G-XG3BCSZNEC Among the Dead, page 1
K ing Nestor
The Wine Red Sea: Journeys of Odysseus
© Copyright 2014 -2024 by Peter J Ponzio

Among the Dead, Book XI

Book XI literally marks the low point in the story, for Odysseus and his men descend into Hades. In a sense, they die and are reborn when they make the trip to Hades and return again among the living. Prior to Odysseus’ journey to Hades, the trip to the underworld was made by only a handful of men, including Orpheus, Heracles and Theseus. Each of these men became legendary, in part, as a result of their exploits in the underworld. Making their way to the entrance of the underworld, Odysseus and his men enter and perform the rites as Circe detailed. The first shade to approach Odysseus was that of Elpenor, the crew member who was killed prior to their departure on Circe’s island. But first The ghost of Elpenor, my companion, came towards me. He’d not been buried under the wide ways of earth, not yet, we’d left his body in Circe’s house, unwept, unburied-this other labor pressed us. (XI, 56-60) It is significant that Elpenor came to visit Odysseus first. Without a proper burial, Elpenor could not cross the river Styx and enter the land of the dead, or possibly the Elysian Fields. For the Greeks, a proper burial was a fundamental way of honoring their dead. The Antigone, by Sophocles, addresses this issue in a profound manner, pitting the requirements of a proper burial against the duty owed to the state. Elpenor requested that Odysseus journey back to Circe’s island after leaving Hades,, and the hero agreed to perform this service. The next person to appear to Odysseus was his mother, Anticlea. But before he could address his mother, the hero must speak with the seer, Tiresias. The seer addressed him as “Royal son of Laertes, Odysseus, master of exploits,/man of pain, what now, brings you here,/forsaking the light of day. . .” (XI 102-104). Tiresias tells Odysseus that he seeks a smooth journey home, but instead tells him that his journey will be difficult and that he will “never escape the one who shakes the earth” (XI, 114); the lord Poseidon will not forget the harm done to his son, Polyphemus. Tiresias goes on to prophesy the following: There you will find them grazing, herds and fat flocks, the cattle of Helios, god of the sun who sees all, hears all things. Leave the beasts unharmed, your mind set on home, and you all may still reach Ithaca-bent with hardship, true-but harm them in any way, and I can see it now: your ship destroyed, your men destroyed as well. And even if you escape, you’ll come home late and come a broken man-all shipmates lost, alone in a stranger’s ship- and you will find a world of pain at home (XI, 122-132)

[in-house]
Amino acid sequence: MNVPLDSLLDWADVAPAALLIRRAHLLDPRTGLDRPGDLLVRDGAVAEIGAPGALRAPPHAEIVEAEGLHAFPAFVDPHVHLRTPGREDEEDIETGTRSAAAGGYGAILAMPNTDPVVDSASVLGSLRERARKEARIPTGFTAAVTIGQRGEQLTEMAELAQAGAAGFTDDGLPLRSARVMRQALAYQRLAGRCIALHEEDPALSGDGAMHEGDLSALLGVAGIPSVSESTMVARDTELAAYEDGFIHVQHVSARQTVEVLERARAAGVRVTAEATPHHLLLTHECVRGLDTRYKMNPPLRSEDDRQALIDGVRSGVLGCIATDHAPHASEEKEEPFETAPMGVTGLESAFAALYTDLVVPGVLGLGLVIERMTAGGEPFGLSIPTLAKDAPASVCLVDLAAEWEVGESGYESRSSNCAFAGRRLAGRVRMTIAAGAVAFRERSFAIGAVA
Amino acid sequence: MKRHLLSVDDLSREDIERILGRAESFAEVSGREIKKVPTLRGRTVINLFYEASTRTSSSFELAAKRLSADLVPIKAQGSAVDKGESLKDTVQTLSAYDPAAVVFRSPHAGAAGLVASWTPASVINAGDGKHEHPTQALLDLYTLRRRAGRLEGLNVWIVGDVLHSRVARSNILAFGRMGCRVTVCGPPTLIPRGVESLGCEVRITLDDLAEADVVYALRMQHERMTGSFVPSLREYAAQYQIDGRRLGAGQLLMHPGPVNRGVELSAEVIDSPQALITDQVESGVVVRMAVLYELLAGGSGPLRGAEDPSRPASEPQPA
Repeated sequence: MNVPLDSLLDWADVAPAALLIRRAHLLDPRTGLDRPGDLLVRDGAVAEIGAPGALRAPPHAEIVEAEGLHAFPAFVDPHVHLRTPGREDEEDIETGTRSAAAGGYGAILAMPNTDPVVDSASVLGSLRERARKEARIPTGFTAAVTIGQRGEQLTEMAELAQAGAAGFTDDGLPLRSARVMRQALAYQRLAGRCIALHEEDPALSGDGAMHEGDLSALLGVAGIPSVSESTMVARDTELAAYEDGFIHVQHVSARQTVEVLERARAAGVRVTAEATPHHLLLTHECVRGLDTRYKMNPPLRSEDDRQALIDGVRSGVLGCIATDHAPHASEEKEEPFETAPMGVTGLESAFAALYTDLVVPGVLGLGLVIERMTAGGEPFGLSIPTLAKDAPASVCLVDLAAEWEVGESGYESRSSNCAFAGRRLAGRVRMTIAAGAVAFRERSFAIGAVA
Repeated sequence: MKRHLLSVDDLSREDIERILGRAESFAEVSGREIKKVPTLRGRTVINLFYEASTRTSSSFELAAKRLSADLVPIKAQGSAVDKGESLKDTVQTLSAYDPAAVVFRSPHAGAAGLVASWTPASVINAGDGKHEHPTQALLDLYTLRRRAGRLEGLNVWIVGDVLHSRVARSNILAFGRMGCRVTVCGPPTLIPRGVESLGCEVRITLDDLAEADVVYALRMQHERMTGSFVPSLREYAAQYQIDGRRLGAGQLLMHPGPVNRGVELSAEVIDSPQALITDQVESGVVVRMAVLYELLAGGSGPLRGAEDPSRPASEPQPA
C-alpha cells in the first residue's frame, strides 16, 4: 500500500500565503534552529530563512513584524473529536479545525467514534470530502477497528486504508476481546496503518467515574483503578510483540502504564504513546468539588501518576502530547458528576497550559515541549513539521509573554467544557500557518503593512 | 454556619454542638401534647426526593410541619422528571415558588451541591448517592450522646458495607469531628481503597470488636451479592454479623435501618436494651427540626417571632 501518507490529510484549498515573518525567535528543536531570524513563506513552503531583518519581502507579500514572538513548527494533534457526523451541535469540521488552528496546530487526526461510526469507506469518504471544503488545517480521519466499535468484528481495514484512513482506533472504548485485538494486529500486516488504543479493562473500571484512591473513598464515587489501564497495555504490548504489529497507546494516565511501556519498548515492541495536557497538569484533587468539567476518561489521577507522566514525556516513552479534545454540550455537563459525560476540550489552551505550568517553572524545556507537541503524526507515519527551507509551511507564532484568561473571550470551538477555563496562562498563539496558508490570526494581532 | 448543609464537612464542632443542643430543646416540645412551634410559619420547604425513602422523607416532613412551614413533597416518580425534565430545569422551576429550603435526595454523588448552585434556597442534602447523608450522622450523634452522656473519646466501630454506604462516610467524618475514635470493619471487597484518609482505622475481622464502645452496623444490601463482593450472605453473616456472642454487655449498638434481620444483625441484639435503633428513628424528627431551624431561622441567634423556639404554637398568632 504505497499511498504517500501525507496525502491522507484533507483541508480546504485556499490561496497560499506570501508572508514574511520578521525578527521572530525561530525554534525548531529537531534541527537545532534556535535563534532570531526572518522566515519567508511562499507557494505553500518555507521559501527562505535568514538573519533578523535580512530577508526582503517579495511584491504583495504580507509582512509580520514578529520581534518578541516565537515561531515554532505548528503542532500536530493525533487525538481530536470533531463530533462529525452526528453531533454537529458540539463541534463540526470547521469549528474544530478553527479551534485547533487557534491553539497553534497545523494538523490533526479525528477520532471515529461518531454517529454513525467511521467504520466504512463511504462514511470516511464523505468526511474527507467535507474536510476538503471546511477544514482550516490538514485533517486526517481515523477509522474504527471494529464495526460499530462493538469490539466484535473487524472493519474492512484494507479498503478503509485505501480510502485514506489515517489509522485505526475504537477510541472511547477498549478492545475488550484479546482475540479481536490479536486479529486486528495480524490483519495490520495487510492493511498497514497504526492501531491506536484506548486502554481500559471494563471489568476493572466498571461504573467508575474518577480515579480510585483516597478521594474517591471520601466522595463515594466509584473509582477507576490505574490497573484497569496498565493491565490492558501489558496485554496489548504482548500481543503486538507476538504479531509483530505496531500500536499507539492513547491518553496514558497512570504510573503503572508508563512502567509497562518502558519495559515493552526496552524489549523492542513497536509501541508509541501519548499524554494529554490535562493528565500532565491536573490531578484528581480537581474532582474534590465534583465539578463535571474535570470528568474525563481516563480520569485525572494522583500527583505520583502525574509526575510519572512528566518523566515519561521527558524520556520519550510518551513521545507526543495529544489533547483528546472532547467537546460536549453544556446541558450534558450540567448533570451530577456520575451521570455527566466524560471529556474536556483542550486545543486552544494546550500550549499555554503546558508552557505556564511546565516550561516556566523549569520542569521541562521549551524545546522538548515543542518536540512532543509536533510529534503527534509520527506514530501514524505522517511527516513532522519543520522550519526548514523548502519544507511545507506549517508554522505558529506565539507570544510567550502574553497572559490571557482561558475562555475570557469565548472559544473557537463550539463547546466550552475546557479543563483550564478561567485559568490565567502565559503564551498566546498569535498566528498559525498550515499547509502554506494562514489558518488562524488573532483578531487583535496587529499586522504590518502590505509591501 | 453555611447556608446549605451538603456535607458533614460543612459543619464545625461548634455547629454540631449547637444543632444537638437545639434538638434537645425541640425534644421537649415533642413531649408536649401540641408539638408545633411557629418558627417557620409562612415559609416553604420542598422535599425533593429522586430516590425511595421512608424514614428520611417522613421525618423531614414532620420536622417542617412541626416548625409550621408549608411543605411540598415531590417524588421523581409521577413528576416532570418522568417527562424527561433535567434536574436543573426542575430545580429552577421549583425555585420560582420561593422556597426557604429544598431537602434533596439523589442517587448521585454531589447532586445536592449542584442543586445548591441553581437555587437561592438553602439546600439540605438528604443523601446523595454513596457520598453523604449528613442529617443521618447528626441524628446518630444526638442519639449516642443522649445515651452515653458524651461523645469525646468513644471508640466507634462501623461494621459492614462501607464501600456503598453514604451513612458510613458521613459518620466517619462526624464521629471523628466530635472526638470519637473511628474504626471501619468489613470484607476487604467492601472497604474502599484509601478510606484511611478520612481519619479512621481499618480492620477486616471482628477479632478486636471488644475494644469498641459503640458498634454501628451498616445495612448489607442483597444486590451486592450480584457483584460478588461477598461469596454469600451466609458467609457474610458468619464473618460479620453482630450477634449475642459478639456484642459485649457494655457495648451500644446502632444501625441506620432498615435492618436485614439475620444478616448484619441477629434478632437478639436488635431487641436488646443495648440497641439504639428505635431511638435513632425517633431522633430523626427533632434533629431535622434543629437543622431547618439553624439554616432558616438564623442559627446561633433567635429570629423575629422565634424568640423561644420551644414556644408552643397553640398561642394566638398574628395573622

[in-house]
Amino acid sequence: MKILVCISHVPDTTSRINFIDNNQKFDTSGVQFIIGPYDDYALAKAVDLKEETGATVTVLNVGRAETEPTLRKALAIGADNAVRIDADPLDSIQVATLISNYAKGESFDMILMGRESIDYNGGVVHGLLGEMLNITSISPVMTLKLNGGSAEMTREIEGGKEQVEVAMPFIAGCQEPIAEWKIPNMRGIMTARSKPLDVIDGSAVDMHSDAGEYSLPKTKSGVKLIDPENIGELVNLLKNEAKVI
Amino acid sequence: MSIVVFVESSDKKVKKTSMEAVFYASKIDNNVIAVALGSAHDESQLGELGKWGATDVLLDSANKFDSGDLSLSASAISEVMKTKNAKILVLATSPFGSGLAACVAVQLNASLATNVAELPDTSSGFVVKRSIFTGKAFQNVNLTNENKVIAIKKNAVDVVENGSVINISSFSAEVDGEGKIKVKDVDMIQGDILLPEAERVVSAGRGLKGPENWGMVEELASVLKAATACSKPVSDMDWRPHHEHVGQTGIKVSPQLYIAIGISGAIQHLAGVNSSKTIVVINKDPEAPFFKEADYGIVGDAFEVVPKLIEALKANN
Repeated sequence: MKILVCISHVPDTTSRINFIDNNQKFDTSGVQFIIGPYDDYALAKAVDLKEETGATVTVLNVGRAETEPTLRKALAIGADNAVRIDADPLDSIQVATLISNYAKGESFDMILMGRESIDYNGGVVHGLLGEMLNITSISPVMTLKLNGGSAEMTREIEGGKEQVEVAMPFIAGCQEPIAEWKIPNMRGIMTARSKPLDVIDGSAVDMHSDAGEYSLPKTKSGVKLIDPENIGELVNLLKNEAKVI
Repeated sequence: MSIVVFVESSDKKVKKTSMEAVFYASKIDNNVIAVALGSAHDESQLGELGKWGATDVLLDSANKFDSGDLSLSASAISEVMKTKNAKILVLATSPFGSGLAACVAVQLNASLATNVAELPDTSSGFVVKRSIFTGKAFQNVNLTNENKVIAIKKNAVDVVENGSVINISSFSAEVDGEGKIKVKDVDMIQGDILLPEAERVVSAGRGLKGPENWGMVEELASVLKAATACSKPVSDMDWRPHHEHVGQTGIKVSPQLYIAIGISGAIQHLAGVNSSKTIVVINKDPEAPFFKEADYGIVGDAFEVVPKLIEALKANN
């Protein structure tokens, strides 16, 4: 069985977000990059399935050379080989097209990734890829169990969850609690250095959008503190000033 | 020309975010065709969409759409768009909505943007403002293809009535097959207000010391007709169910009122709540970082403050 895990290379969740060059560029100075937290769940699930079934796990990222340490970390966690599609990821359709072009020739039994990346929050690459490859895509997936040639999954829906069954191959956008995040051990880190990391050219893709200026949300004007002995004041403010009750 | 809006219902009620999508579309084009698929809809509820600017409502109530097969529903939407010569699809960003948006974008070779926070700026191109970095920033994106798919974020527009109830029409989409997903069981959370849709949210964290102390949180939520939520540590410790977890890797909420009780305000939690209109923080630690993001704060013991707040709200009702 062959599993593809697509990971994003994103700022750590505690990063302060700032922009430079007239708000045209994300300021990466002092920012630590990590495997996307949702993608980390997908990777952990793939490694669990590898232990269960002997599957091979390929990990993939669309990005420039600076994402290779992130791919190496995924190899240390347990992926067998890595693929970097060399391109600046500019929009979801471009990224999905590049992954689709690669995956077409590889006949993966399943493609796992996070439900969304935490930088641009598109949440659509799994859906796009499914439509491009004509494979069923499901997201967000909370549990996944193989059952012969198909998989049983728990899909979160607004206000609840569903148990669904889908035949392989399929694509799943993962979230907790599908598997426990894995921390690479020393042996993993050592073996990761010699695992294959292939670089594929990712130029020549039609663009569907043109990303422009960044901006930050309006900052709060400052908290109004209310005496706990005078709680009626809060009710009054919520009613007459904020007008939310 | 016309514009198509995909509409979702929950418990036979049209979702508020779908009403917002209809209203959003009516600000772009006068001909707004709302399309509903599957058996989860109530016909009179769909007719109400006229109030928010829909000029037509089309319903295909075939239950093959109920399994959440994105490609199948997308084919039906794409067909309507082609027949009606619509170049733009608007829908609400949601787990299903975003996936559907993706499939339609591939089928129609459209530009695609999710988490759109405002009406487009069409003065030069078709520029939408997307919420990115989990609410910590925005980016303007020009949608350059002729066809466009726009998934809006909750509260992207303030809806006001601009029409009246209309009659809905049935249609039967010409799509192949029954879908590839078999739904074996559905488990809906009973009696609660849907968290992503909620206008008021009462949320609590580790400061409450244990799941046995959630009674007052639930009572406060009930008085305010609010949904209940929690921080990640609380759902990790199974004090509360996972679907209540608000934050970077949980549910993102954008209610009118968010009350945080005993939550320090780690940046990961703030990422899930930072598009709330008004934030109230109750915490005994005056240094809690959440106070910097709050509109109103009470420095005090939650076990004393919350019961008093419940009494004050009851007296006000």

Odysseus and Tiresias